“San Diego County is home to more than 240,000 veterans with skills that benefit our region in numerous ways,” said Assemblymember Tasha Boerner Horvath of Encinitas, a co-author of the bill. “With this legislation, we are building stronger communities that can remain home to servicemembers after they take off the uniform and transition into civilian life.”

Veterans continue public service in water industry

Assistant Chief of Water Operations at the Otay Water District Jose Martinez is a veteran who initiated the idea of the bill and has thrived in the civilian water industry. “As someone who had the pleasure to serve alongside the members of the military responsible for the safe and reliable operation of water and wastewater systems, I observed firsthand their education, experience and dedication,” he said.

“Now, as a water manager responsible for providing safe and reliable water and wastewater services to the public, I championed this bill to provide a path for veterans to receive the certification credit they have earned after years of service. This will ensure that the water sector continues to recruit from the biggest and best talent pools to provide the highest level of service to everyone.”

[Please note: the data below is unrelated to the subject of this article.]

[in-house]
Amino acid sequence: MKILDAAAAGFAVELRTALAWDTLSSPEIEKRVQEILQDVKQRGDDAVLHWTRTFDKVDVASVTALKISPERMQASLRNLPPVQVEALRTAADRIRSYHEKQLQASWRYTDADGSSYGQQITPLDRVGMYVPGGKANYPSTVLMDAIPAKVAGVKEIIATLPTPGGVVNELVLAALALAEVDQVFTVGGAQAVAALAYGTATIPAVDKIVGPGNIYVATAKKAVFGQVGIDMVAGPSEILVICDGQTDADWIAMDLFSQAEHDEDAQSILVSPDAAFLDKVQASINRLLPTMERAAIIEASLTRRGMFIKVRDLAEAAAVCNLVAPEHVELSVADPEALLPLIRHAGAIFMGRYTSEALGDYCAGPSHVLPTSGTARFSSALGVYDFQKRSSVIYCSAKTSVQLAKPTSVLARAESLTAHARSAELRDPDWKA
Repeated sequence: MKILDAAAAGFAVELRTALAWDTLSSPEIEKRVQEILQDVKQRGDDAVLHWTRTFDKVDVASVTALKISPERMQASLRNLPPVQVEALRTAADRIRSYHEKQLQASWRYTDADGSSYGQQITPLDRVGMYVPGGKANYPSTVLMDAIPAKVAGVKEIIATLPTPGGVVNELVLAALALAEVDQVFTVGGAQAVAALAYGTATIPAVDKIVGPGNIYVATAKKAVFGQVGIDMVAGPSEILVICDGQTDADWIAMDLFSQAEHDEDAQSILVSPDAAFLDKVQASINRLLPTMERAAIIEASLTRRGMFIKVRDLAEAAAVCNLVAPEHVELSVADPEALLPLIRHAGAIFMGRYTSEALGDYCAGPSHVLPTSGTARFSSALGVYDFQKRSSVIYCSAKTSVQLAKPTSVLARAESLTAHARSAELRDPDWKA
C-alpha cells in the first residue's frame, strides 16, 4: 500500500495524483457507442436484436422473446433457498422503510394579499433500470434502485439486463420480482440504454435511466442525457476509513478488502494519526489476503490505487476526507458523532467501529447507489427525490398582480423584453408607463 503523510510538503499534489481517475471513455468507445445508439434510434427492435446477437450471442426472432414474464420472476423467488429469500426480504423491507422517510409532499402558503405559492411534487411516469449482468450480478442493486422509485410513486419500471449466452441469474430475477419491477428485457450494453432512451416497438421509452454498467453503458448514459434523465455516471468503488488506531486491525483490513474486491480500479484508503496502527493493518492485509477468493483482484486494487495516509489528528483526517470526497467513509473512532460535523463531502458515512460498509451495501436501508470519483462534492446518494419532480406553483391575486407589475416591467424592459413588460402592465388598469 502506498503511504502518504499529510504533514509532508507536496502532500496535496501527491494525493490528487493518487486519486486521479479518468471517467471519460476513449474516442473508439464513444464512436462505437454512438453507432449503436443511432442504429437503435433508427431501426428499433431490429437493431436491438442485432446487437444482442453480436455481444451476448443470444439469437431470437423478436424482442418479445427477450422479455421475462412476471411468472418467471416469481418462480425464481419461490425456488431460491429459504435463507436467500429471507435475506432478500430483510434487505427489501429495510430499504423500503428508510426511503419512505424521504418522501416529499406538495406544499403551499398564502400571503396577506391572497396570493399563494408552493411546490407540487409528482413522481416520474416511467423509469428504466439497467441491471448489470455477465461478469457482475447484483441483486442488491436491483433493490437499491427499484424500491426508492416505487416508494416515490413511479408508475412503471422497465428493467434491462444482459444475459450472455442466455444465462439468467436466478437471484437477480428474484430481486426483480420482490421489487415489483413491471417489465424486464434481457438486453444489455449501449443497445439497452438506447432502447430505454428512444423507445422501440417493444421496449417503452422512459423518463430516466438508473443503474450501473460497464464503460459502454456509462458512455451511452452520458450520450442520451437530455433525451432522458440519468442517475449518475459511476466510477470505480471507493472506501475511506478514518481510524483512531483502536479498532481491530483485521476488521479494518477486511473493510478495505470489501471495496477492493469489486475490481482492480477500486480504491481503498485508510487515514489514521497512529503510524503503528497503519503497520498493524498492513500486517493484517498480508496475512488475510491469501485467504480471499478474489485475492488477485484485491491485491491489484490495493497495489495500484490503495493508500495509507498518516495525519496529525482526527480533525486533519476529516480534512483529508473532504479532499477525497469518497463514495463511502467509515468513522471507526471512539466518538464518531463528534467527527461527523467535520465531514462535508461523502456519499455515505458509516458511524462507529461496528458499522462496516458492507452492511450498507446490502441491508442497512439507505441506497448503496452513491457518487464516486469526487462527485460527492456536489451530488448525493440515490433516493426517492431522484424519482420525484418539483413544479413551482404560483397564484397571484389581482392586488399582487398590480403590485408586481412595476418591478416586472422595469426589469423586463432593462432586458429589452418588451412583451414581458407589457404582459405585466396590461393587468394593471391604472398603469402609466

Governor Signs Two Bills Crucial for San Diego’s Transit and Water Plans

Gov. Gavin Newsom has signed two bills that are critical to San Diego’s plans for improved mass transit and water recycling for long-term drought protection. On Friday night the governor signed Assemblyman Todd Gloria’s Assembly Bill 1413, which will support local referendums on transit funding, and Assembly Bill 1290 by Gloria and Sen. Toni Atkins that clears the way for the pioneering Pure Water project.

Activists Rally For Solutions to Tijuana Sewage Problem

Activists pushed for action at a rally Saturday morning addressing the toxic flow of sewage from Tijuana into Southern California beaches.

Sewage flowing into the Tijuana River has been responsible for closing beaches an average of 300 days a year. Environmental organization “Stop the Poop” wants to see permanent solutions.